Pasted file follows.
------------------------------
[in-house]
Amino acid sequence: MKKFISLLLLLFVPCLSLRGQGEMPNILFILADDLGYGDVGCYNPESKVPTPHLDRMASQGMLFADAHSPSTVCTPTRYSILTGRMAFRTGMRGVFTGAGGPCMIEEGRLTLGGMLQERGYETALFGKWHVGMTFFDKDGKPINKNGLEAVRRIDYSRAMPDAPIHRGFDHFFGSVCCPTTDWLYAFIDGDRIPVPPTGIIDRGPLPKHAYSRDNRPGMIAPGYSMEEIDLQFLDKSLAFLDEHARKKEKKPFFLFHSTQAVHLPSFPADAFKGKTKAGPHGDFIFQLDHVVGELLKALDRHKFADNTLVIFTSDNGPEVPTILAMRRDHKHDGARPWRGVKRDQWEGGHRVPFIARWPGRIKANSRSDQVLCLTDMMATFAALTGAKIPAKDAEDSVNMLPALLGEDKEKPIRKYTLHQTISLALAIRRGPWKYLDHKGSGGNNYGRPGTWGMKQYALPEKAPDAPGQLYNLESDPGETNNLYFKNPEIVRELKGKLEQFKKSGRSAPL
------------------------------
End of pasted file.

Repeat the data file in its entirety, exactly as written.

[in-house]
Amino acid sequence: MKKFISLLLLLFVPCLSLRGQGEMPNILFILADDLGYGDVGCYNPESKVPTPHLDRMASQGMLFADAHSPSTVCTPTRYSILTGRMAFRTGMRGVFTGAGGPCMIEEGRLTLGGMLQERGYETALFGKWHVGMTFFDKDGKPINKNGLEAVRRIDYSRAMPDAPIHRGFDHFFGSVCCPTTDWLYAFIDGDRIPVPPTGIIDRGPLPKHAYSRDNRPGMIAPGYSMEEIDLQFLDKSLAFLDEHARKKEKKPFFLFHSTQAVHLPSFPADAFKGKTKAGPHGDFIFQLDHVVGELLKALDRHKFADNTLVIFTSDNGPEVPTILAMRRDHKHDGARPWRGVKRDQWEGGHRVPFIARWPGRIKANSRSDQVLCLTDMMATFAALTGAKIPAKDAEDSVNMLPALLGEDKEKPIRKYTLHQTISLALAIRRGPWKYLDHKGSGGNNYGRPGTWGMKQYALPEKAPDAPGQLYNLESDPGETNNLYFKNPEIVRELKGKLEQFKKSGRSAPL